There’s no shortage of issues to keep business folks awake in the middle of the night. How to pay next month’s salaries usually tops the insomnia list. But in recent times, a minor irritation has become something of a virulent infection. This is an apparent declaration of war by many Scottish councils on that most heinous of crimes: car parking. It seems to highlight the rather inept way our council mithers and faithers talk about ‘local consultation’.

Sure, we all get that zero carbon and low-emission zones are the way forward. But come on you local policymakers, please swallow a strong dose of common sense when it comes to double-yellows and potty parking restrictions.

Andrew Borthwick is a sensible and fair-minded chap. He is director of Glasgow Edinburgh Developments and chairman of Grant Stafford Borthwick. He is pleased that the tramline in Edinburgh is coming down Leith Walk and on to Newhaven. 

As a commercial landlord for more than 30 years his firm has provided office and studio space to more than 80 dynamic tenants in and around the Shore at Leith.

“I thought the trams would be the culmination of the transformation of Leith from the rundown, post-industrial port it was, to the vibrant and urban quarter it has become. But now, not long after recovering from the pandemic, we are facing new and massive disruption. This time, from Edinburgh City Council,” he tells me.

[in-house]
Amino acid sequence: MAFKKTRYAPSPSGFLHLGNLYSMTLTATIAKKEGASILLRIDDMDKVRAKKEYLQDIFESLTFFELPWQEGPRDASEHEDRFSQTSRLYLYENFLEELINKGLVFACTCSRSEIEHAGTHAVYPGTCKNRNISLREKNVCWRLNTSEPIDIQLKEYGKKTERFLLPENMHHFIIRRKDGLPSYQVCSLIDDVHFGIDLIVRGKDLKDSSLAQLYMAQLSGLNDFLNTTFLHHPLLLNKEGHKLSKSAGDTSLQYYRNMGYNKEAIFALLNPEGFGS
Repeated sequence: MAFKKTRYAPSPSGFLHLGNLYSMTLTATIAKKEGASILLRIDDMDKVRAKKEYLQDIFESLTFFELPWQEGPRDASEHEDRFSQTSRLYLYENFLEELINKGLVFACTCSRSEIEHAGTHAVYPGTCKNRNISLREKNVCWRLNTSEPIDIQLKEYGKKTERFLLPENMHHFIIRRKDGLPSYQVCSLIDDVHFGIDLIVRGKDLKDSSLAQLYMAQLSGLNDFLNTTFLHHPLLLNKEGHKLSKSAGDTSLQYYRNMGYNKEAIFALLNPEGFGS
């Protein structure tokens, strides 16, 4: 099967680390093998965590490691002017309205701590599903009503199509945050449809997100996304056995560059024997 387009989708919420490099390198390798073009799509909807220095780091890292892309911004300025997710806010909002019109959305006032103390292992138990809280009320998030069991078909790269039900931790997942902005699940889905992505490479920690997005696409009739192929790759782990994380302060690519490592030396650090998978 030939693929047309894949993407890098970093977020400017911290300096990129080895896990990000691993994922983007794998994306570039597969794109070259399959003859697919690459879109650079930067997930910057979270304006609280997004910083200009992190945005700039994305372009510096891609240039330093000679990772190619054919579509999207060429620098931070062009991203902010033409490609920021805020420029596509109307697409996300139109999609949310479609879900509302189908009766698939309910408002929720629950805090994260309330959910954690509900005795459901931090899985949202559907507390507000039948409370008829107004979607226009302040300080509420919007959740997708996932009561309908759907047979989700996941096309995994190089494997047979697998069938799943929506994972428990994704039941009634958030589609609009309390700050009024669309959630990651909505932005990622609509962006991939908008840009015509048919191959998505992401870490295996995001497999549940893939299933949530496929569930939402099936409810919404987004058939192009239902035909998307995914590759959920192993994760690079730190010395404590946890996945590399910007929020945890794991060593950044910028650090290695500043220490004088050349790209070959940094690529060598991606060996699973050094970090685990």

Borthwick says it is virtually impossible for anyone (barring local residents, which is fair enough) to park beyond Great Junction Street. 

“We host a huge variety of tenants: architects, graphic designers, music producers, film makers, beauticians, artists, accountants, tattooists, nail salons, jewellery makers, nursing companies, surveyors, gyms, physios and injury specialists – the list goes on. And everyone is worried about their businesses: their staff, their customers, their clients. Why? Because there is no pay-to-park provision for any visitors. Just double-yellow lines and permit-holder spaces.” 

Business permits are available but restricted. Borthwick says 70 businesses, many based in Leith for more than 20 years, have been “paralysed overnight” because they require vehicles to deliver and pick up materials, and also for customers to visit them.

“I say overnight, because not even one of our tenants received the opportunity to engage with, comment on or object to this new ‘controlled parking zone’ that is Leith. The council states it leafletted ‘all businesses’ it believed to be affected in October 2021; not one of our 80 businesses, over a range of addresses, received a leaflet, or any engagement from the council to date.”

Borthwick’s business is sending official objections, backed by his tenants, to the council, in the hope that it will work to improve the situation across Leith. We hope they listen. Until then, he says, it will be easier to park in George Street in the centre of Edinburgh than in Leith.